Humans are considered the weakest link when it comes to data security since they will typically pick passwords that are easier to remember over something that is more secure. But this way the password becomes easy to hack, as well. And even if the user has come up with a strong password, there are still numerous techniques to crack it open in a just a few hours using a regular computer.
There are two main categories of password cracking techniques: offline and online. Online attacks are performed on a live host or system by either brute-force or wordlist attack against a login form, session, or other type of authentication technique used.
Offline attacks are done by extracting the password hash or hashes stored by the victim and attempting to crack them without alerting the targeted host, which makes offline attacks the most widespread method of password cracking. Security holes in the victim's infrastructure are what make this type of attack possible.
One of the most popular cracking techniques for passwords of up to eight characters is the brute-force attack. This is basically a hit-and-miss method, as the hacker systematically checks all possible characters, calculates the hash of the string combination and then compares it with the obtained password hash.
The success of brute-force attacks depends on the length of the password. In a brute-force attack the hacker tries every single combination of letters, numbers, and punctuation to generate a password. If the password is long, this technique takes more time: from minutes to several years, depending on the system used and password length.
While similar to a brute-force attack, there is one major difference between the two techniques. In this scenario, the hacker uses a list of probable matches (based on words of the English language, for example) instead of trying all potential characters one by one. Dictionary attack tools often include known passwords, words from the English language, sentences from books, and more.
Combined Dictionary Attacks
Taking the dictionary attack one step further and adding even more complexity, hackers can combine a list of existing words with numbers in the same way that humans might when creating new passwords – such as by swapping the letter ‘e’ with ‘3’. This technique is called a “combined dictionary” attack, where the database used can contain words from one or more dictionaries.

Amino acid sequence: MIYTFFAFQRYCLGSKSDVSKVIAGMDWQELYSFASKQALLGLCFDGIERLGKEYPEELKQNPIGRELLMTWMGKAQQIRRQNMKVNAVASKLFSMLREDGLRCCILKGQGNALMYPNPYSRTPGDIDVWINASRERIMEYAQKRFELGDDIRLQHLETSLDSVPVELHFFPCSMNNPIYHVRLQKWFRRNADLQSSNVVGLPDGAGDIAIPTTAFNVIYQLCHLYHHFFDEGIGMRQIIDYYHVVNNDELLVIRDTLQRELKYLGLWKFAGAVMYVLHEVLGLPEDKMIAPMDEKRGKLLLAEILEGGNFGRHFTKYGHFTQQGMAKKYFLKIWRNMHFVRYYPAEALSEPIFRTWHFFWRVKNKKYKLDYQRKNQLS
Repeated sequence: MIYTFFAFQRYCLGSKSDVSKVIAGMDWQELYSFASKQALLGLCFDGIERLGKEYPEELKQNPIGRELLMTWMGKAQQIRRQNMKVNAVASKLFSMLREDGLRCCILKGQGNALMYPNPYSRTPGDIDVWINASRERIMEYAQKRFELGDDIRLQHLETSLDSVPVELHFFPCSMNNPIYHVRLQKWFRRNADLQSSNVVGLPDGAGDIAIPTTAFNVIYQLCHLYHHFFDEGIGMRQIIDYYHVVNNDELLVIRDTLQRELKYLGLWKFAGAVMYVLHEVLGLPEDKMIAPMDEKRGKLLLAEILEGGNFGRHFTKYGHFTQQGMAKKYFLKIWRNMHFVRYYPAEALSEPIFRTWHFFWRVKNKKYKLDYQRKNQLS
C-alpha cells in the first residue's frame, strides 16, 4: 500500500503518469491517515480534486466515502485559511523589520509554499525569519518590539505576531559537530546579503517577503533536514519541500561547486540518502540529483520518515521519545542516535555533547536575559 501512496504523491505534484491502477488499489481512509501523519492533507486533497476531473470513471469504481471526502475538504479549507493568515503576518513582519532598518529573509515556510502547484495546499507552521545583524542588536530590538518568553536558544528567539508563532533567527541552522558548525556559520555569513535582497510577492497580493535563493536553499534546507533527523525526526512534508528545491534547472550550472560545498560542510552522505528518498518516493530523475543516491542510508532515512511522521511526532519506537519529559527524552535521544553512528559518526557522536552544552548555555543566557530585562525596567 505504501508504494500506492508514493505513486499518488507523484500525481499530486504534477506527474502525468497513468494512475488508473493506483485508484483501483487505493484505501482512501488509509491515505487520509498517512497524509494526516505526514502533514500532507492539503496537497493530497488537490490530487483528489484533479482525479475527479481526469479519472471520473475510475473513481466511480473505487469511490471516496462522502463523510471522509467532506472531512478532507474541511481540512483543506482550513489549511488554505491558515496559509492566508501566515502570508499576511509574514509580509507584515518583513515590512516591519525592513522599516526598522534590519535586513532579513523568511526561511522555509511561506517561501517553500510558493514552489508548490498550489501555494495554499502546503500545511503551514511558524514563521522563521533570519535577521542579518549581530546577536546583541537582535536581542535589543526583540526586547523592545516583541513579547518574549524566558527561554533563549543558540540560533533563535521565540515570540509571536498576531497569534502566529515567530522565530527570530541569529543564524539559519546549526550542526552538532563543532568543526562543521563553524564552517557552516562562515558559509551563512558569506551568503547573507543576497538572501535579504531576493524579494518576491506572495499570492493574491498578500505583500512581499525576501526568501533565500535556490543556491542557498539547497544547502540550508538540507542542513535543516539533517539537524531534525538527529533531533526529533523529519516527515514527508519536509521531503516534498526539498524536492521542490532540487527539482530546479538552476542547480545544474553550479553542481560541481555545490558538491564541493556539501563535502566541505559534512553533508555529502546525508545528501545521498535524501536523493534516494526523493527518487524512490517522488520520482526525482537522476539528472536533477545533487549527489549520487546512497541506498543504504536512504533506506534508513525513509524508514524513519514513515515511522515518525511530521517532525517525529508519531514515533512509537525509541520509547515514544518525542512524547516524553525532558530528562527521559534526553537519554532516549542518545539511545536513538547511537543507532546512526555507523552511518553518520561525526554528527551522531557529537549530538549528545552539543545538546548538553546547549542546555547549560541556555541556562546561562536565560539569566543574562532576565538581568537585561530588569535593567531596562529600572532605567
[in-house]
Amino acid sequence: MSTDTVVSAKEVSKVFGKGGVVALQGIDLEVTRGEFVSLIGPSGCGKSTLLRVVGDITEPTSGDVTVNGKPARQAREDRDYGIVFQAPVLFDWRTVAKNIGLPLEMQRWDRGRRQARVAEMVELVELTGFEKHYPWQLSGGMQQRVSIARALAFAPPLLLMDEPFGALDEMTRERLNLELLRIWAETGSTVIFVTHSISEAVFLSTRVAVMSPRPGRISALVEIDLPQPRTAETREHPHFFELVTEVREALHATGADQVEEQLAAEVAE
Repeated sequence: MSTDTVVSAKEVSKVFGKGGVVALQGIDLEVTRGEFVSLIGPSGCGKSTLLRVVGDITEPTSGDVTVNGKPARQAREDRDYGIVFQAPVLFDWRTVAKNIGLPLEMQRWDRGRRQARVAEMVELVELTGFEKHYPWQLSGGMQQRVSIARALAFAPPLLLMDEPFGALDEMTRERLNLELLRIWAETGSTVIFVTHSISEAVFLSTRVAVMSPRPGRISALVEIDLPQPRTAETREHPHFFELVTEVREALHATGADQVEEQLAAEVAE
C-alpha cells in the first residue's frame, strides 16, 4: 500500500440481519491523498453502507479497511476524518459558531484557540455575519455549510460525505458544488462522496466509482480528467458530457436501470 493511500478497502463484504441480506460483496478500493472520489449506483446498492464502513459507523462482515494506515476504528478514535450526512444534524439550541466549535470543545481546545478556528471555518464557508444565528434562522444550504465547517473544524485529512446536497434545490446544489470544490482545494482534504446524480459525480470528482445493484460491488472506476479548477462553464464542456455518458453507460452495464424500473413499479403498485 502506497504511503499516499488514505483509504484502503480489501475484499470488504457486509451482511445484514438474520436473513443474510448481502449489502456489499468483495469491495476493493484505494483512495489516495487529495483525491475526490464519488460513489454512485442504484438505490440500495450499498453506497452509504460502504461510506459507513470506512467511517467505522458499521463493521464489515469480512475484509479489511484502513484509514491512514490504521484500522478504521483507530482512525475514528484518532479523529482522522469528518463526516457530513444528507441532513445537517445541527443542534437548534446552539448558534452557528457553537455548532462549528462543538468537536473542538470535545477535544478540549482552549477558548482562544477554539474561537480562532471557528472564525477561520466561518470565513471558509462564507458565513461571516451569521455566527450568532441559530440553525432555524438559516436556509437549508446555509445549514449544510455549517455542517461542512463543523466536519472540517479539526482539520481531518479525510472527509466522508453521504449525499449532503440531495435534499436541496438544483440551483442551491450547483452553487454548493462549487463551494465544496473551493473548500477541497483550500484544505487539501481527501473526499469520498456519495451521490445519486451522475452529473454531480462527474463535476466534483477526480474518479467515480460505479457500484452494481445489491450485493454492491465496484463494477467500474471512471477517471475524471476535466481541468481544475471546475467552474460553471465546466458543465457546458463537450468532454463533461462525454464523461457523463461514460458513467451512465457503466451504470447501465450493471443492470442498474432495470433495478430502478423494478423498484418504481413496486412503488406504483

Hybrid Dictionary and Rule-Based Dictionary Attacks
The hybrid dictionary attack is the method of taking the words listed in a dictionary and combining them with a brute-force attack by prepending three numbers to each entry. You'll get results such as 111apple up to 999apple. This, however, can still take some time to generate results, so spicing up the password guesswork with a few rules can shorten the length of time it might take to crack. This method, however, leaves plenty of room for hacker creativity in defining the rules that the password cracking software will apply.
Rainbow Table Attacks
A rainbow table is a pre-compiled table used for recovering hashes. Each rainbow table is for a specific length of password containing a well-defined set of characters. This technique aims to reduce the guessing time but is limited to passwords no longer than nine characters and hashes without password salt.
Markov Chains Attacks
To use the Markov Chains technique hackers need to assemble a certain password database, split each password into 2-grams and 3-grams (2- and 3-character-long syllables), develop a new alphabet where these different elements act as letters and then match it with the existing password database.
Finally, the hacker sets a threshold of occurrences that will be the basis of the next step and selects only the letters from the new alphabet that appear at least the minimum number of times, as chosen by the hacker. Then the method combines these into words of a maximum eight characters in length and utilizes the dictionary attack once again.
How to Secure Passwords
Since attacks can take many forms, the best way to protect yourself against hackers is to use long, unique passwords for every account. There are some easy tricks for creating strong passwords but, in the end, it all boils down to where and how you store those passwords.
It might be super-strong and the best password you have ever created, but if you write it down and store it somewhere, then it can easily be accessed by anyone who finds it. You can use any of the three secure password storage methods that we recommend, or use a password manager.
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